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RAW MATERIALS: The stuff used in the production of tangible products that become the tangible products. Raw materials, also shorted to just materials, are part of the land category of scarce resources. Space is also part of the land resource category. Another term that works as a synonym for materials is natural resources. Perhaps it's obvious that without materials, there would be no tangible products.

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IMPORTS LINE: A graphical depiction of the relation between imports bought from the foreign sector and the domestic economy's aggregate level of income or production. This relation is most important for deriving the net exports line, which plays a minor, but growing role in the study of Keynesian economics. An imports line is characterized by vertical intercept, which indicates autonomous imports, and slope, which is the marginal propensity to import and indicates induced imports. The aggregate expenditures line used in Keynesian economics is derived by adding or stacking the net exports line, derived as the difference between the exports line and imports line, onto the consumption line, after adding investment expenditures and government purchases.

     See also | induced net exports | autonomous net exports | induced imports | autonomous exports | marginal propensity to import | slope, net exports line | intercept, net exports line | consumption line | saving line | investment line | government purchases line | net exports | net exports of goods and services | imports | exports | Keynesian economics | macroeconomics | foreign sector | national income | gross domestic product | induced expenditures | autonomous expenditures | aggregate expenditures | aggregate expenditures line | derivation, consumption line | net exports determinants | Keynesian model | Keynesian equilibrium | injections-leakages model | aggregate demand | paradox of thrift | fiscal policy | multiplier | government functions |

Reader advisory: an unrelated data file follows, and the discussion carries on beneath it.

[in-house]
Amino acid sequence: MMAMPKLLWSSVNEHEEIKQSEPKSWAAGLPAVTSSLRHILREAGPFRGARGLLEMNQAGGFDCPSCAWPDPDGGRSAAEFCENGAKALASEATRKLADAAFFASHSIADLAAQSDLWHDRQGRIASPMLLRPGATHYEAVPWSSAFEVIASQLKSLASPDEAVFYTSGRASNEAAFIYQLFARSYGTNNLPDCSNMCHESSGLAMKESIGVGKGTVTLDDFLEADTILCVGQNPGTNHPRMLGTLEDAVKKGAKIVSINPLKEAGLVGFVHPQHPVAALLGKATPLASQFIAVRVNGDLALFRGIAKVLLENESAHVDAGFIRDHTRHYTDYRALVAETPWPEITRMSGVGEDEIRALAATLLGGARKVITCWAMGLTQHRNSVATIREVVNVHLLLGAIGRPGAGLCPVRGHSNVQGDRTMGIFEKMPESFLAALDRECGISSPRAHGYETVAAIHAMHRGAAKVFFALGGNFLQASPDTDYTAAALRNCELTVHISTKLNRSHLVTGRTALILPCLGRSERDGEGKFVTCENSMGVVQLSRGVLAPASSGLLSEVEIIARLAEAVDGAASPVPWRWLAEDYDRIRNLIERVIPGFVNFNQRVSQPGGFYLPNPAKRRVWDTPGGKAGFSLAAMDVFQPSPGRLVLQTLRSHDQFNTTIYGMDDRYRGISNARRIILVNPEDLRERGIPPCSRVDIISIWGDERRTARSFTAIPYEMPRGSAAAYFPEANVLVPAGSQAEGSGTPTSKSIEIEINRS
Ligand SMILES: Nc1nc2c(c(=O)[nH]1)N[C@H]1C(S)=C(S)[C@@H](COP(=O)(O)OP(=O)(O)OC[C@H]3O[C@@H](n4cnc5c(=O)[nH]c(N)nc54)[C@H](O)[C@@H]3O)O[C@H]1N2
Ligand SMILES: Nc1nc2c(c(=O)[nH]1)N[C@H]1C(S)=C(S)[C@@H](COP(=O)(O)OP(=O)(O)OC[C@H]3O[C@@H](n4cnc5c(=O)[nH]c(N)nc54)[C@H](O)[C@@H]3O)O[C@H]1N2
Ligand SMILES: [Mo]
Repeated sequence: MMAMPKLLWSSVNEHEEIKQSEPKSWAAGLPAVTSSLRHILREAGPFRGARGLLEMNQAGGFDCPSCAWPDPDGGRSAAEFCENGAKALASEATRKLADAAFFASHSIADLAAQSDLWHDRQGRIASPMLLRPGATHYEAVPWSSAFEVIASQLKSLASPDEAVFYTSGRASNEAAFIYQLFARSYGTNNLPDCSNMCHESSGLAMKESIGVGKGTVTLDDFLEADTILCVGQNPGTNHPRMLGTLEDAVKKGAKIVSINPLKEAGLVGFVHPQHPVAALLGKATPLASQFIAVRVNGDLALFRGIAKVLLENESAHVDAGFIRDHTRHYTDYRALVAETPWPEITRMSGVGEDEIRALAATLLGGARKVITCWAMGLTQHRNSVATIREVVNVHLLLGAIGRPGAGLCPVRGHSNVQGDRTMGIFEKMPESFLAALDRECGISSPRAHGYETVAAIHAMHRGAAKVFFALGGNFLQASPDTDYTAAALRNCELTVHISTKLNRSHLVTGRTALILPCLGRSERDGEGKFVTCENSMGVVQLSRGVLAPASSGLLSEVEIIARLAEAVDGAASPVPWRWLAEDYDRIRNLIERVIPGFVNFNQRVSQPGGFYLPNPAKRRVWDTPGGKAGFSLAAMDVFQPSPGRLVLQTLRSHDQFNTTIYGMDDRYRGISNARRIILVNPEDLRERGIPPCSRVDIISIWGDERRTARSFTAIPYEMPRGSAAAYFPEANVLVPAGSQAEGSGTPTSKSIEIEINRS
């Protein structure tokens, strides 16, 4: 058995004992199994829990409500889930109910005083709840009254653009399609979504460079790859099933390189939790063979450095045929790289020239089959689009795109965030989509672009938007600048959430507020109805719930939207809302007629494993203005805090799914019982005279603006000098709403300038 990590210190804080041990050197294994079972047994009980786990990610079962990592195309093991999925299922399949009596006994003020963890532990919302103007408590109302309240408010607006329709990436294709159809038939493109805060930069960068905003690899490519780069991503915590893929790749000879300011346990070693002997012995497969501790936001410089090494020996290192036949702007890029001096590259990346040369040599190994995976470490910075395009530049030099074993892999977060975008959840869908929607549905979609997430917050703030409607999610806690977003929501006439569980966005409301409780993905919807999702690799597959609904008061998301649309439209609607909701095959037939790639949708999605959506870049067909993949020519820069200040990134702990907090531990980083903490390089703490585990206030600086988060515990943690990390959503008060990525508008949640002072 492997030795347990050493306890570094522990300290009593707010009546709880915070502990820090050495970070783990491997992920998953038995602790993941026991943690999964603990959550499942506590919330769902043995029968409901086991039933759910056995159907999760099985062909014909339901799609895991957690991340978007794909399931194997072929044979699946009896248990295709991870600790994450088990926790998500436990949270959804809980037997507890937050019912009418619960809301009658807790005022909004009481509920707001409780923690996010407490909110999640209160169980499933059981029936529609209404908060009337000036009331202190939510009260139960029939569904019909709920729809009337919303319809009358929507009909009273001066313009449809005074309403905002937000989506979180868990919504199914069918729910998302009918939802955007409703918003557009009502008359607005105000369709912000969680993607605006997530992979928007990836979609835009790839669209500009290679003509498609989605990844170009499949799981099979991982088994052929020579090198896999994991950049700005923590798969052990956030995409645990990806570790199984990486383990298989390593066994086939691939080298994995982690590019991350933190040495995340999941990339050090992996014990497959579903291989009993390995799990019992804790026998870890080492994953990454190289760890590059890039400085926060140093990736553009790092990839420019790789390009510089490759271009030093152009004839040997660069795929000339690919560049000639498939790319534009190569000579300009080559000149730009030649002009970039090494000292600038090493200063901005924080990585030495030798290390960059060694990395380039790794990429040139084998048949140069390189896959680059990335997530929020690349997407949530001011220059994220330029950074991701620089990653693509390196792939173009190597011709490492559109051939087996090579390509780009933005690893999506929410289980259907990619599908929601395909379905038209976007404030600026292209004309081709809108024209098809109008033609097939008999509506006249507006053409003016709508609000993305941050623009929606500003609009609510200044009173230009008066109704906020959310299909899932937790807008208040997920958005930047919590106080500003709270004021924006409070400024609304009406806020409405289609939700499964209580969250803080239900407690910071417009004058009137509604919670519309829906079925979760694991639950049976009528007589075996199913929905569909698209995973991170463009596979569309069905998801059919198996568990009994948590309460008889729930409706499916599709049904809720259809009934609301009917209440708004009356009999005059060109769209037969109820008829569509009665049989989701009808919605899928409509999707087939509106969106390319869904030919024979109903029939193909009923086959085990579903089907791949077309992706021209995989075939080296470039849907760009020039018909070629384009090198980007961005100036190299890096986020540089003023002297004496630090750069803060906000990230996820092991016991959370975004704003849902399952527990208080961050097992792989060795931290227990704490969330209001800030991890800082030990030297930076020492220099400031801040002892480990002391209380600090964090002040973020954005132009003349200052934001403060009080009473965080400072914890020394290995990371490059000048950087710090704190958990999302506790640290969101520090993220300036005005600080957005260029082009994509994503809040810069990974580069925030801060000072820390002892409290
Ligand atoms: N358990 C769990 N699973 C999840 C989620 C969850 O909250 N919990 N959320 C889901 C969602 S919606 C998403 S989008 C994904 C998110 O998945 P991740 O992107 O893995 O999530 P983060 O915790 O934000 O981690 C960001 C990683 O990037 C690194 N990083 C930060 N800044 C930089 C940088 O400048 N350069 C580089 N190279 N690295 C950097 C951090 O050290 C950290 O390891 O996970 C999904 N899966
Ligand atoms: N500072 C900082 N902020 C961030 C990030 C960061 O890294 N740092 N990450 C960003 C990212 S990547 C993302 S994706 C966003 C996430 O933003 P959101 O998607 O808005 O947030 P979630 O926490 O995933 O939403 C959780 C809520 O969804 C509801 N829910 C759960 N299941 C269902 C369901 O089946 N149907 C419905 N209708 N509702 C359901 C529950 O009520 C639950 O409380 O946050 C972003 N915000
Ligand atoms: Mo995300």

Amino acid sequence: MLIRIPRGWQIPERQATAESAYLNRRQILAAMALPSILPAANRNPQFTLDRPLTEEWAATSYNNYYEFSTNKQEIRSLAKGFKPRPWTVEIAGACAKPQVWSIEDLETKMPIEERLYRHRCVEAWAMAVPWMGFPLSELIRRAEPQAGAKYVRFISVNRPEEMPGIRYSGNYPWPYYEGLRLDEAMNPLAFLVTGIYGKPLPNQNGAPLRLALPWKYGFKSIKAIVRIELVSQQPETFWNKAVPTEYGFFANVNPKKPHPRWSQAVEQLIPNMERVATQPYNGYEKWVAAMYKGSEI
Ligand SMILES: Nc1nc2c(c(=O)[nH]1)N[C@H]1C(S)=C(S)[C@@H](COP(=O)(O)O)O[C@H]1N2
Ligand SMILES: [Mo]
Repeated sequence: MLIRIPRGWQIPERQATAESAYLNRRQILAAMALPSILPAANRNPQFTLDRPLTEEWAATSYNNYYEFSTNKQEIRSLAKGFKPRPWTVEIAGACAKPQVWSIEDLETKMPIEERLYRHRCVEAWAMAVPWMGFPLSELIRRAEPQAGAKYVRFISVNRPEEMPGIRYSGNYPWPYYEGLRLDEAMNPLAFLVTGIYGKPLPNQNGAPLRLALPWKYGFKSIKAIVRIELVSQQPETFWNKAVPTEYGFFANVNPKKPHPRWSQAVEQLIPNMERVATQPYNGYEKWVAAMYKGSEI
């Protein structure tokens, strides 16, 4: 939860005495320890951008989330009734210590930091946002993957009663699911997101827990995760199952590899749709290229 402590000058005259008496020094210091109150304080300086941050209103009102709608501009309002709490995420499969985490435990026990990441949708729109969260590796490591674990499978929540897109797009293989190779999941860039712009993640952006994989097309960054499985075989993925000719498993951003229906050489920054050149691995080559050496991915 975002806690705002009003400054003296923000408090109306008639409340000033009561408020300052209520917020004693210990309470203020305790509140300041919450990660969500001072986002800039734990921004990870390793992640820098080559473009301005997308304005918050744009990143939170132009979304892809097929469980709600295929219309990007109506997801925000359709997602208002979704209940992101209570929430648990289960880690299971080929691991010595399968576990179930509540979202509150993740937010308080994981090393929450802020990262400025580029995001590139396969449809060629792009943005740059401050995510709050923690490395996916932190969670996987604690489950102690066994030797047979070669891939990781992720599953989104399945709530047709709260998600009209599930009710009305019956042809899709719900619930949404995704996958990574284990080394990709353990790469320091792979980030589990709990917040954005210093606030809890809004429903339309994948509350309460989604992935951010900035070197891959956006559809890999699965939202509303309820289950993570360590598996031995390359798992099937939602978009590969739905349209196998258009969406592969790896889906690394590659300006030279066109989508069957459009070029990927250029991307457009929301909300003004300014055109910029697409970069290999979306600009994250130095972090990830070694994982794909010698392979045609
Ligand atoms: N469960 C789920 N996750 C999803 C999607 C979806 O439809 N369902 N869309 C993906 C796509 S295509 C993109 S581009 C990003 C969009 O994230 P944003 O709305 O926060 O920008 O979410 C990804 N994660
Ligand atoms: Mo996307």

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IMPORTS LINE, AmosWEB GLOSS*arama, http://www.AmosWEB.com, AmosWEB LLC, 2000-2022. [Accessed: May 26, 2022].


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PRIVATE GOODS

Goods characterized by rival consumption and the ability to exclude nonpayers. Private goods are one of four types of goods differentiated by consumption rivalry and nonpayer excludability. The other three goods are public (nonrival consumption and nonpayers cannot be excluded), common-property (rival consumption and nonpayers cannot be excluded), and near-public (nonrival consumption and nonpayers can be excluded). Rival consumption and the ease of excluding of nonpayers means private goods can be efficiently exchanged through markets.

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Today, you are likely to spend a great deal of time at an auction hoping to buy either a set of serrated steak knives, with durable plastic handles or a pair of blue silicon oven mitts. Be on the lookout for door-to-door salesmen.
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The first U.S. fire insurance company was established by Benjamin Franklin in 1752 in Philadelphia.
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